What Happens on Board, Stays on Board

Jun 2nd 09
By Di Thompson

There’s an unspoken virtue that can go a long way toward helping to elevate a crew member’s reputation in the yachting industry: Respect for confidentiality.

Almost every written employee contract these days has a clause stating that keeping company business private is part of the employee’s work conditions, and the yachting industry is no exception. For obvious reasons, yacht owners, guests and captains trust that their business on board the yacht, whether it is professional or recreational, will stay on board.

Consider the life of a famous musician or other celebrity whose everyday life is on the world stage. He has purchased or chartered a yacht with a (hopefully) tight-lipped crew in order to escape from his everyday realities. He wants to retreat to his private floating haven, which cannot be penetrated by the media or other prying eyes.

It's on board such a vessel that your ability to keep what you see and hear confidential is both essential and highly regarded.

Capt. Jason Mills said recently, “I was perusing CVs for a suitable candidate for the coming season, and was astounded to see that one clever person had gone into detail stating all the famous people they had served during previous yachting experience. This particular CV stayed in my hands for one New York minute before going into the paper shredder.” Capt. Mills continued, “Owners and guests expect a high level of professionalism from superyacht crew, and onboard privacy is paramount.”

 

Another form of “loose lips sinking ships” that we are all too aware of is dockside gossip. The need to be the center of attention by telling a good story can get you into more trouble than it’s worth.

 

What are the possible consequences of “talking out of school”, so to speak?

 

“They can be very real,” says Capt. Ed, who works for an owner who insists that his yacht’s crew sign a confidentiality agreement. “An indiscretion is as easy as mentioning a single episode about a guest from a recent charter. If your seemingly harmless piece of gossip gets back to the owner or agent, it can mean instant dismissal for a crewmember.”

 

One recently fired crewmate found this out the hard way. “I was out drinking with the captain and crew from another yacht several weeks ago,” says the ex-deckhand who asked not to be named. “I mentioned that the owners’ daughter was on board with her girlfriends and how hard they partied on their last night. My captain was informed and he told me so in the wheelhouse the next morning – with a copy of my signed contract right under my nose. I had breached the confidentiality clause that warned me of instant dismissal.”

 

All crew must take the privacy agreement seriously for this and other reasons, including security. Everywhere a yacht is docked, you might be asked, “Who owns your boat?” The vessel’s security depends on your answer.

 

Your boss could be nearby on the back deck enjoying his morning paper and a cup of tea. On the dock, a punter is admiring the yacht and calls out this very question to you. If you come up with a creative or witty answer to the question, your boss will certainly respect you for doing so. He may even get a laugh out of it!

 

What do you tell punters on the dock who ask who owns your yacht?

 






Rating  Average 0 out of 5

5 Comments
  • May I chime in with a story from my book, Mediterranean Summer, that's relevant to this topic?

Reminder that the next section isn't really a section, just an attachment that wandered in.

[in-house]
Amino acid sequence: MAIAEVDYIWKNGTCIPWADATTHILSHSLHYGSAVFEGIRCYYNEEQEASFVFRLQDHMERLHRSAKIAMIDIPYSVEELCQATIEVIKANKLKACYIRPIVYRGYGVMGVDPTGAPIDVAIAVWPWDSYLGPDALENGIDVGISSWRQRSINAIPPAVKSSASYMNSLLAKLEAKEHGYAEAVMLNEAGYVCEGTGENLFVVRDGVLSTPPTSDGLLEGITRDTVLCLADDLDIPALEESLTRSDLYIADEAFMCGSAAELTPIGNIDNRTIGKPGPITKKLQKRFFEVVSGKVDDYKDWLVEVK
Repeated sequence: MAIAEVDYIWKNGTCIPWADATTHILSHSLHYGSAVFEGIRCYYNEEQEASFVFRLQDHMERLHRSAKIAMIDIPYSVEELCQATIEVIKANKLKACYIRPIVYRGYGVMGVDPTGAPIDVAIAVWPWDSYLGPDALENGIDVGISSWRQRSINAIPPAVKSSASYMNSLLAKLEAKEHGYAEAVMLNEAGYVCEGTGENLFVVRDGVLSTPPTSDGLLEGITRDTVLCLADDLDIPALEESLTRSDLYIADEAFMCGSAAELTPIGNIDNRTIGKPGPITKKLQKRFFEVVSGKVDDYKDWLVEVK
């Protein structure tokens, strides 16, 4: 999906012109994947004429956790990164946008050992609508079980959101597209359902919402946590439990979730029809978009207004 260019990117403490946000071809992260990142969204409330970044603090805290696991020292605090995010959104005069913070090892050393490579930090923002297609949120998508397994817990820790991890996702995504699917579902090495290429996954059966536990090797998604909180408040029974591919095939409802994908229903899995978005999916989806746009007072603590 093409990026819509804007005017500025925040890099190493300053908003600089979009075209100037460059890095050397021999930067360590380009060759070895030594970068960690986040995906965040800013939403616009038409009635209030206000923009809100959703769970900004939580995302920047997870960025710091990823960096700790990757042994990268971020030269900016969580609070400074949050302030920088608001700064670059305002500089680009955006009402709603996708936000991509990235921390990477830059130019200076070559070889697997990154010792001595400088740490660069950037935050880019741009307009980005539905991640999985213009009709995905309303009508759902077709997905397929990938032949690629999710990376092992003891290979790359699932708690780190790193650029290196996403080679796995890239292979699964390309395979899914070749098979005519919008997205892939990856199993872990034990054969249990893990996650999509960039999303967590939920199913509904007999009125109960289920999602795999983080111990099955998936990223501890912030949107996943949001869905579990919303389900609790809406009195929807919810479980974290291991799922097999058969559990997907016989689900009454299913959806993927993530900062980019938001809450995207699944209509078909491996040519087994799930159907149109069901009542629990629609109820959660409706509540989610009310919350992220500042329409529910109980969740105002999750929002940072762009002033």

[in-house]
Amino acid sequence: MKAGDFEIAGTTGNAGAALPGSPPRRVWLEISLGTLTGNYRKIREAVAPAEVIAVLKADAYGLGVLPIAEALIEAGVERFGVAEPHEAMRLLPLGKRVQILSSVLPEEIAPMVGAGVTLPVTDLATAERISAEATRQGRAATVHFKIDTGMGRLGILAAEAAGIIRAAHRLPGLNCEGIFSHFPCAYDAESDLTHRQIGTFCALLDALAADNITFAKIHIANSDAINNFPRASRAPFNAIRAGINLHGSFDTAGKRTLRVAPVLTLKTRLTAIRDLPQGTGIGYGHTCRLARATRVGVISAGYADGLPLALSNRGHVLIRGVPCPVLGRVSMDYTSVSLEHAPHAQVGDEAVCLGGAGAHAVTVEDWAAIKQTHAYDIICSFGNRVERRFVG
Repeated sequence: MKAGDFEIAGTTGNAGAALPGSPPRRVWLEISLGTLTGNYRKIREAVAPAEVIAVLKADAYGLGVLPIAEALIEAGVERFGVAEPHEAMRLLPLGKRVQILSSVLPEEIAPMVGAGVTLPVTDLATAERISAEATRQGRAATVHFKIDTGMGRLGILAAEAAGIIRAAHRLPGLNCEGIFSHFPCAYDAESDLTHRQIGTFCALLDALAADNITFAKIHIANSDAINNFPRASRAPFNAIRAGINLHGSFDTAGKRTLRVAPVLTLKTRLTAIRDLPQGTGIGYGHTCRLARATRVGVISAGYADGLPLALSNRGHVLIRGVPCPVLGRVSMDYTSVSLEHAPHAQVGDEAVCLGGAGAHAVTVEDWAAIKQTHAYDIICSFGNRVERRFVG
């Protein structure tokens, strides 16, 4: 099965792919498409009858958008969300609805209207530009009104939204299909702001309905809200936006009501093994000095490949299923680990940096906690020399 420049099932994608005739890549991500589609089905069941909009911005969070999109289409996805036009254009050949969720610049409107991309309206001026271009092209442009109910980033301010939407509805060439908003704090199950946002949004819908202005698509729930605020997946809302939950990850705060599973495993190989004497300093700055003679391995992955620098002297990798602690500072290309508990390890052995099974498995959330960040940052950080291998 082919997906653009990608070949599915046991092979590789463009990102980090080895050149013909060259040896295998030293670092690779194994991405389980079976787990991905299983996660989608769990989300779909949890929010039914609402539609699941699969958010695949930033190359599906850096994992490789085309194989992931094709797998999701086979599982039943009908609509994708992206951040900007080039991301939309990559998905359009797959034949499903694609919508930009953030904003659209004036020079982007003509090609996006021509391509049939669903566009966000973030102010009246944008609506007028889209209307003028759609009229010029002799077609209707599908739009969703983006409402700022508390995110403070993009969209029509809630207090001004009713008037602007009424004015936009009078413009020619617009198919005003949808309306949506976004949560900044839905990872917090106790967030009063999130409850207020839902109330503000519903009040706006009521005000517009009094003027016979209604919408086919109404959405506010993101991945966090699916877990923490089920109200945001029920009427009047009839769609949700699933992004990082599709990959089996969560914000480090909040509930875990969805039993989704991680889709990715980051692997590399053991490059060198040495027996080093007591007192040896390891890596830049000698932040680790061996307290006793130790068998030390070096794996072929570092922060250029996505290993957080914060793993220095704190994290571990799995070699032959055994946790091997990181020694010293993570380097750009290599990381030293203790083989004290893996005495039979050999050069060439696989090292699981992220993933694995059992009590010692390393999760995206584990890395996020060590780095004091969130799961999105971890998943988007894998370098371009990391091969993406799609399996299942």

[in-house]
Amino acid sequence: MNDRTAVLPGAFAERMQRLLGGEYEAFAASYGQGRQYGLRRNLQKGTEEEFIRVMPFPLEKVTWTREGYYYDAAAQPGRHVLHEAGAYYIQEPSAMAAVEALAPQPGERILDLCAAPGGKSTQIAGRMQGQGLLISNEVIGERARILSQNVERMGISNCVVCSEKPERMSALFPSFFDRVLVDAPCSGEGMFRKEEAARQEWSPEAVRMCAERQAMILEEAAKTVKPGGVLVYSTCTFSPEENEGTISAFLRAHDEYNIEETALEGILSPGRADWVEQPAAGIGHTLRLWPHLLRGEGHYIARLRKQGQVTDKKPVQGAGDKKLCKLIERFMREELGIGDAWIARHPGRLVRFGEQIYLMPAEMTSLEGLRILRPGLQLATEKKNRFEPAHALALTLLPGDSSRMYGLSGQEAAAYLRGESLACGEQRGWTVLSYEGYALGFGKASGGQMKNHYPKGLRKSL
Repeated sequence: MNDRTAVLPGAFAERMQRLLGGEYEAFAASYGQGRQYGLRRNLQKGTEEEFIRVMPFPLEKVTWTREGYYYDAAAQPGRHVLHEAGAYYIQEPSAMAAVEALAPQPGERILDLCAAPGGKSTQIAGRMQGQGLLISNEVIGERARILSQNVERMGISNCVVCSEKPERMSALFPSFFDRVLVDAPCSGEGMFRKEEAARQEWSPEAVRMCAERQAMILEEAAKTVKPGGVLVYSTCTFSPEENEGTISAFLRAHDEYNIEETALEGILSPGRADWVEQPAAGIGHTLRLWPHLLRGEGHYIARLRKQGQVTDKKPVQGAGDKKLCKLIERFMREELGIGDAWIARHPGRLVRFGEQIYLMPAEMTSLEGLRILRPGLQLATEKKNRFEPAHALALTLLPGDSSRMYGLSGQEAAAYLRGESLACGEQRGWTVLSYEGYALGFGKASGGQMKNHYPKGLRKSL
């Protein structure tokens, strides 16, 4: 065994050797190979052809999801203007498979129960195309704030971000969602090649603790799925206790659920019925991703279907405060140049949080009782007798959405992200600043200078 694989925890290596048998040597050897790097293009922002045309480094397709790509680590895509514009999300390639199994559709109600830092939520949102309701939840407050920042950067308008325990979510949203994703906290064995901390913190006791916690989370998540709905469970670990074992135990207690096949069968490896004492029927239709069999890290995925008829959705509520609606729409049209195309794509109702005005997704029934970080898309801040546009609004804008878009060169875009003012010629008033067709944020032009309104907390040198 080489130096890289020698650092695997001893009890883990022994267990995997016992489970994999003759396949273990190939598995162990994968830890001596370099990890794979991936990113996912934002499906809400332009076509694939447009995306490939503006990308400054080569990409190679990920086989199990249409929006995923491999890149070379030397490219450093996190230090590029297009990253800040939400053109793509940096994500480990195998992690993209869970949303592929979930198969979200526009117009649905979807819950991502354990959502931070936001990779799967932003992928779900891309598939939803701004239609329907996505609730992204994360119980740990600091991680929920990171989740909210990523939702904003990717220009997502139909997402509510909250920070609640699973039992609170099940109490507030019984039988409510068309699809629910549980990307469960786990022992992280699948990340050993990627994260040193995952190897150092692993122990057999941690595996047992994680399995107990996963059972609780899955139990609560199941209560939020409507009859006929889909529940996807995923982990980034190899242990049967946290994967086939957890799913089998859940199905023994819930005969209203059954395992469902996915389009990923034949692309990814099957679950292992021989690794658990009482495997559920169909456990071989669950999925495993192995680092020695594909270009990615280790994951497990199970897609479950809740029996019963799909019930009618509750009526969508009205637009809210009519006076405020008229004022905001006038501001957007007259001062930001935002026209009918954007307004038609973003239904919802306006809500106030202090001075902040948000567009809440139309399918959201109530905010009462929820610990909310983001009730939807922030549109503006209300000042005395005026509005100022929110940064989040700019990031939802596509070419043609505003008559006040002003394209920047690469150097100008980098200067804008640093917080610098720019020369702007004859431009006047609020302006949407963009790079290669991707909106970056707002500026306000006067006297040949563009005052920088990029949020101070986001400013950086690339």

"When the attractive cashier at the supermarket saw Serenity’s embroidered insignia on my uniform, she was jubilant because one of her favorite yachts was in the marina. When she asked if it was my yacht, I let slip that I was the son of the owner. She told me how lucky I was, to which I responded that every time I came to the boat, I was delegated to be the cook. As ridiculous as that line was, she bought it. She beamed with pride to be in the company of a member of the well known family standing before her. I paid about $1,800.00 cash for two carts of groceries and hurried out.
    I hadn’t counted on how much of a favorite Serenity was to her. She came by on the morning of party day to see the boat. The owners were in the cockpit having breakfast, but in the confidence born of the belief that she was a friend of one of the family members, she called up to them and asked to speak to their son, Davide. La Signora looked over the rail of the aft deck and must have asked her, “And this son of mine, Davide, what does he look like?” The girl must have described me to a tee, for la Signora came directly to the galley to inform me that there was a young lady on the quay asking to speak to her son. She was not amused. But when I went out to deal with my visitor, I had to pass the cockpit. Il Dottore looked up, smiled, and said in a low voice in front of his friends, “Bravo, bravo.”
    Posted by volochef 06/06/2009 20:26:58

  • The simple & usually true answer is " a company "
    Posted by yachtone 06/06/2009 19:39:16

  • To anyone asking me that question I would ask them right back if they were a pap. They immediately understood the situation then and usually smiled and backed off...
    Posted by Caroline Freedman 06/06/2009 14:16:37

  • One of my previous captains would tell anyone who asked the question that Elvis owned the boat. The owner heard him say this one day and just about fell over laughing.
    Posted by LeslieD 05/06/2009 00:12:11

  • When i worked on deck YEARS ago I loved to tell the tourists that my dad owned the boat... and was surprised at how many of them actually believed me! As if i would be out at 8am with a chamois in hand if my dad owned a 160' yacht... it still makes me smirk! Seriously though, that's the only answer they ever got. I never thought of another polite way of saying "It's none of your business".
    Posted by Yacht Crew Register 03/06/2009 21:20:03

Add Comment

Text Only 2000 character limit